By: Tekla Szymanski
How do you like it when someone assumes who you are on the basis of what you do or where you work? To me, it is a deal-breaker, and when you approach me with your cold-call e-mail to offer your services while assuming I’m a man because I am a web developer, you will never get my business, even if you promise me sugar plums and cotton candy for life.
Let me explain.
I receive many cold-call e-mail inquiries that offer services related to web development and design, from broken link checking services (please stop, I do that myself) to services that offer content farming (go away!) and target audience research (hmmm, interesting). None of them actually check out my business and who I am, and I don’t blame them for that. Who has the time? And when you’re just starting out, your marketing strategy is to throw everything at the wall and see what sticks. I understand.
But that’s not an excuse not to make an effort to phrase your e-mail asks as gender neutral and with as little sexism as possible. It isn’t hard. Just replace the “guys” with “you.” How hard is that? Very, it seems.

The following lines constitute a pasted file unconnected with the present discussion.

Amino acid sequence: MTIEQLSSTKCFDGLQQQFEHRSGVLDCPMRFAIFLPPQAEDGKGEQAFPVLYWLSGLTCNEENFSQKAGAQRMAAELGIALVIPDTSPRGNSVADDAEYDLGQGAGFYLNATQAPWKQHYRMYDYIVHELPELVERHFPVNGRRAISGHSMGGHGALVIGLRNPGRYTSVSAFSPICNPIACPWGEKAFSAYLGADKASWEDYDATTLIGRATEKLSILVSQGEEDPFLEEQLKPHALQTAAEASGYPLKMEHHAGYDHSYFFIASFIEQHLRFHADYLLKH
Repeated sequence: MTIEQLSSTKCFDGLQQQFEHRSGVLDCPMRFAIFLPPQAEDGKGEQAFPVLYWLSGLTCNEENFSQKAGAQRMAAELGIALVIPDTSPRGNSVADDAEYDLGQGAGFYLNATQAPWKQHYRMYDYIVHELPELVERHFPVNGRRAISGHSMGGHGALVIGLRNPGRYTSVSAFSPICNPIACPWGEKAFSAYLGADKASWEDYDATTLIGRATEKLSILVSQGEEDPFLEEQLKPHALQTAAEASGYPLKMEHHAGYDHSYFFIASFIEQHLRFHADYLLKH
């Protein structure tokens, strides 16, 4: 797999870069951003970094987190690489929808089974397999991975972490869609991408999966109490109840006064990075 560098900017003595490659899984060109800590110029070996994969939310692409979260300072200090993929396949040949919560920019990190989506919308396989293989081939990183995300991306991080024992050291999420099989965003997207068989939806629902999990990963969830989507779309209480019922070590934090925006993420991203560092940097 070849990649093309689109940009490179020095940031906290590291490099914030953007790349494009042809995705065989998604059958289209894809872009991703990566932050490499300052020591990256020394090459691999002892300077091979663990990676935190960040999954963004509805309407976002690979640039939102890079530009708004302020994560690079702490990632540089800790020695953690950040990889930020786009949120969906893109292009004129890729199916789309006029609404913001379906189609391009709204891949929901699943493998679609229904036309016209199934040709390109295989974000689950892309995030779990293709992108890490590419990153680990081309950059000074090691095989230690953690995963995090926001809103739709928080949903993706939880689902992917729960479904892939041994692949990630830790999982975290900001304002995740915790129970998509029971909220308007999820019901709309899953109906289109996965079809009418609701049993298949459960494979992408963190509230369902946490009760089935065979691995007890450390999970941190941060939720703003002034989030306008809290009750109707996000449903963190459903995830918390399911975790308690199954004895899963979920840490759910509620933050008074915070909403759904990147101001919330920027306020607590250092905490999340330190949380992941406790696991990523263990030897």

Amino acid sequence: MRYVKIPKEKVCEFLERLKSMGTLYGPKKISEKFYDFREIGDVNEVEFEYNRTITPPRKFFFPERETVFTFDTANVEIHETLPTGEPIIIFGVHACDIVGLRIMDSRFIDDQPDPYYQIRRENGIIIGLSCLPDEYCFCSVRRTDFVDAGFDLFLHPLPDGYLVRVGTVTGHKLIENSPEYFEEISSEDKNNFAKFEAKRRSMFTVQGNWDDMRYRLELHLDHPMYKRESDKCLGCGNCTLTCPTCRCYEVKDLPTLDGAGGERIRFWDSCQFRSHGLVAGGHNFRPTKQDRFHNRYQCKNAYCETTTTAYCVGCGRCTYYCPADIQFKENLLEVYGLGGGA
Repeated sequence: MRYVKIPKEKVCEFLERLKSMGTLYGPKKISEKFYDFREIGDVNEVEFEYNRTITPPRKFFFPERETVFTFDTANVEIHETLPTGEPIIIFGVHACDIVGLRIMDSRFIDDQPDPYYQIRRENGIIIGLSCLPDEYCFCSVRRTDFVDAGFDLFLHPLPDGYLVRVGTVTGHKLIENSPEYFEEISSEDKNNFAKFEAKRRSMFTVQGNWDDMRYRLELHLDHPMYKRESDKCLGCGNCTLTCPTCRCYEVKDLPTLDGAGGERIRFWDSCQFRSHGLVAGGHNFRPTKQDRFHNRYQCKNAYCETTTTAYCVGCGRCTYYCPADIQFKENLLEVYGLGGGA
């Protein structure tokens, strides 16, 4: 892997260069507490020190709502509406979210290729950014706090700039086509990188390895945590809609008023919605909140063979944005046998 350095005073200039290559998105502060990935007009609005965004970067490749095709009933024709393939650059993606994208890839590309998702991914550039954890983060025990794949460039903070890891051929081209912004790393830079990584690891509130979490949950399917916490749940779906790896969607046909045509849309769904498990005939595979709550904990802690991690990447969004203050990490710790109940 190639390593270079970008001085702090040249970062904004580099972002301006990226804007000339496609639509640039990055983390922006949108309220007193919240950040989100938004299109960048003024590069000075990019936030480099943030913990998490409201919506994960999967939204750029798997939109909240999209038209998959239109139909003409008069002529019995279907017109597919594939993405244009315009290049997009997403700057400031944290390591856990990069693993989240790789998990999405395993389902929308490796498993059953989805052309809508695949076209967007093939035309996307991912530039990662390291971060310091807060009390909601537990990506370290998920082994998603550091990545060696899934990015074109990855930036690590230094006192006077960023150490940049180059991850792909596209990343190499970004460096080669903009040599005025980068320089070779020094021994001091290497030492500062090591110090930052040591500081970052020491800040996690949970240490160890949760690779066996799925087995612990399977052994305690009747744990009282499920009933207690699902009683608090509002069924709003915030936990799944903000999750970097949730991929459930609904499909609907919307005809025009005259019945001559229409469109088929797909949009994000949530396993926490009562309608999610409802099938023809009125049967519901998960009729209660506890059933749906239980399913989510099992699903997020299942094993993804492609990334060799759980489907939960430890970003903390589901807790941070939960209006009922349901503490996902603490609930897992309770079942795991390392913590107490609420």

Every other e-mail I receive addresses me as a guy. I realize that “you guys” has become a colloquial way to address a crowd that comprises women and men. But it is insensitive and lazy. When you want to directly address someone and sell your services, don’t assume I am a guy.
The other day, I decided to write back. I received an e-mail from Shaw, who pitched his solo entrepreneur service to help business owners find their ideal target audience (nice idea, by the way, Shaw).
He sent out this blanket e-mail ask:
Hey guys, I just came across ‘content design’ through ‘internet directories’ and I really love what you guys have been going on. Congrats on having an awesome website! My name’s Shaw and I’m the founder of […]. We specialize in growing the number of new clients for agencies just like ‘content design,’ which is very similar to my other clients, so I thought I’d reach out.